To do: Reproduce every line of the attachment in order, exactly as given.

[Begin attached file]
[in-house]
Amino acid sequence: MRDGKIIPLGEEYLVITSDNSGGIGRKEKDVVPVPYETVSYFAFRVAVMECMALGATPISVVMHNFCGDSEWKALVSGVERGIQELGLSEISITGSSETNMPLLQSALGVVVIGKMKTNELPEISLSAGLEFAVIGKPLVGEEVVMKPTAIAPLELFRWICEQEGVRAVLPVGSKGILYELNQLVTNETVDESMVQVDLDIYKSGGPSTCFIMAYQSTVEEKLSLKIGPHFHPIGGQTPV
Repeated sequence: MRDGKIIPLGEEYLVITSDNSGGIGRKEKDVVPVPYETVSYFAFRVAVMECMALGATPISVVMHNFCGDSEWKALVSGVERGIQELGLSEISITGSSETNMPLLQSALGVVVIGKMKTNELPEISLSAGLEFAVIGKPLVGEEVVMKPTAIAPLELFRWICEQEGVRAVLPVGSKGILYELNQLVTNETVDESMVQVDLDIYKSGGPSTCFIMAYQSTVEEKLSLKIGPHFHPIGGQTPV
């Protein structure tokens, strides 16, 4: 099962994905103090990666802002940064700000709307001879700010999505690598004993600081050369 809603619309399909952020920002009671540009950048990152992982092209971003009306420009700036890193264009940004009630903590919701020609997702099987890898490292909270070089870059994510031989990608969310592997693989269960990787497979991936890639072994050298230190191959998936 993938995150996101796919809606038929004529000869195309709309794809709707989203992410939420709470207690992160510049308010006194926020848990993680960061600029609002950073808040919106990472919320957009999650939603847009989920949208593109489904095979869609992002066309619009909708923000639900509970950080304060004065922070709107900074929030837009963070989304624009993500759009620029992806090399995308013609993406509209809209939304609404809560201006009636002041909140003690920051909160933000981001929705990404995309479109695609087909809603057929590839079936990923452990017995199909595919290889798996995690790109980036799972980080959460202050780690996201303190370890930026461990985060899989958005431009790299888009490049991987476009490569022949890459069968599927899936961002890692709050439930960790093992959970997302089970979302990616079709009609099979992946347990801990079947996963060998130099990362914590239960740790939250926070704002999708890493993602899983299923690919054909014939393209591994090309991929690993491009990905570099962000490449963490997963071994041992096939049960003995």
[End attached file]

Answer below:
[in-house]
Amino acid sequence: MRDGKIIPLGEEYLVITSDNSGGIGRKEKDVVPVPYETVSYFAFRVAVMECMALGATPISVVMHNFCGDSEWKALVSGVERGIQELGLSEISITGSSETNMPLLQSALGVVVIGKMKTNELPEISLSAGLEFAVIGKPLVGEEVVMKPTAIAPLELFRWICEQEGVRAVLPVGSKGILYELNQLVTNETVDESMVQVDLDIYKSGGPSTCFIMAYQSTVEEKLSLKIGPHFHPIGGQTPV
Repeated sequence: MRDGKIIPLGEEYLVITSDNSGGIGRKEKDVVPVPYETVSYFAFRVAVMECMALGATPISVVMHNFCGDSEWKALVSGVERGIQELGLSEISITGSSETNMPLLQSALGVVVIGKMKTNELPEISLSAGLEFAVIGKPLVGEEVVMKPTAIAPLELFRWICEQEGVRAVLPVGSKGILYELNQLVTNETVDESMVQVDLDIYKSGGPSTCFIMAYQSTVEEKLSLKIGPHFHPIGGQTPV
């Protein structure tokens, strides 16, 4: 099962994905103090990666802002940064700000709307001879700010999505690598004993600081050369 809603619309399909952020920002009671540009950048990152992982092209971003009306420009700036890193264009940004009630903590919701020609997702099987890898490292909270070089870059994510031989990608969310592997693989269960990787497979991936890639072994050298230190191959998936 993938995150996101796919809606038929004529000869195309709309794809709707989203992410939420709470207690992160510049308010006194926020848990993680960061600029609002950073808040919106990472919320957009999650939603847009989920949208593109489904095979869609992002066309619009909708923000639900509970950080304060004065922070709107900074929030837009963070989304624009993500759009620029992806090399995308013609993406509209809209939304609404809560201006009636002041909140003690920051909160933000981001929705990404995309479109695609087909809603057929590839079936990923452990017995199909595919290889798996995690790109980036799972980080959460202050780690996201303190370890930026461990985060899989958005431009790299888009490049991987476009490569022949890459069968599927899936961002890692709050439930960790093992959970997302089970979302990616079709009609099979992946347990801990079947996963060998130099990362914590239960740790939250926070704002999708890493993602899983299923690919054909014939393209591994090309991929690993491009990905570099962000490449963490997963071994041992096939049960003995």